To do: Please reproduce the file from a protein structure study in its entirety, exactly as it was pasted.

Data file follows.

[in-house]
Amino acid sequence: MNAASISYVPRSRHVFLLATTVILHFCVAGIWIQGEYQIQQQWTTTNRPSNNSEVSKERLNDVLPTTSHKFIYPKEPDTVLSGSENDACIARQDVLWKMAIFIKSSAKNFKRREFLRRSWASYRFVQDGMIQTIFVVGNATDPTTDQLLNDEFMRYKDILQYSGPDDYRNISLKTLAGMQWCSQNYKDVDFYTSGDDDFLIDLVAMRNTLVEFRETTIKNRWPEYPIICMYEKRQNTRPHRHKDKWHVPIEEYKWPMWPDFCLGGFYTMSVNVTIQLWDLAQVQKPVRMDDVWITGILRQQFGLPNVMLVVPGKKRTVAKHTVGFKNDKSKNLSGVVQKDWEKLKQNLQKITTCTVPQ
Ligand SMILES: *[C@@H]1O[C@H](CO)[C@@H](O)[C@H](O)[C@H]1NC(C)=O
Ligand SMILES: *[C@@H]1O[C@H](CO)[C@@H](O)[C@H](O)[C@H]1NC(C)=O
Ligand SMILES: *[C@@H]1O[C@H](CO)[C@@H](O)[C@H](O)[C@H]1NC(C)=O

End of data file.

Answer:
[in-house]
Amino acid sequence: MNAASISYVPRSRHVFLLATTVILHFCVAGIWIQGEYQIQQQWTTTNRPSNNSEVSKERLNDVLPTTSHKFIYPKEPDTVLSGSENDACIARQDVLWKMAIFIKSSAKNFKRREFLRRSWASYRFVQDGMIQTIFVVGNATDPTTDQLLNDEFMRYKDILQYSGPDDYRNISLKTLAGMQWCSQNYKDVDFYTSGDDDFLIDLVAMRNTLVEFRETTIKNRWPEYPIICMYEKRQNTRPHRHKDKWHVPIEEYKWPMWPDFCLGGFYTMSVNVTIQLWDLAQVQKPVRMDDVWITGILRQQFGLPNVMLVVPGKKRTVAKHTVGFKNDKSKNLSGVVQKDWEKLKQNLQKITTCTVPQ
Ligand SMILES: *[C@@H]1O[C@H](CO)[C@@H](O)[C@H](O)[C@H]1NC(C)=O
Ligand SMILES: *[C@@H]1O[C@H](CO)[C@@H](O)[C@H](O)[C@H]1NC(C)=O
Ligand SMILES: *[C@@H]1O[C@H](CO)[C@@H](O)[C@H](O)[C@H]1NC(C)=O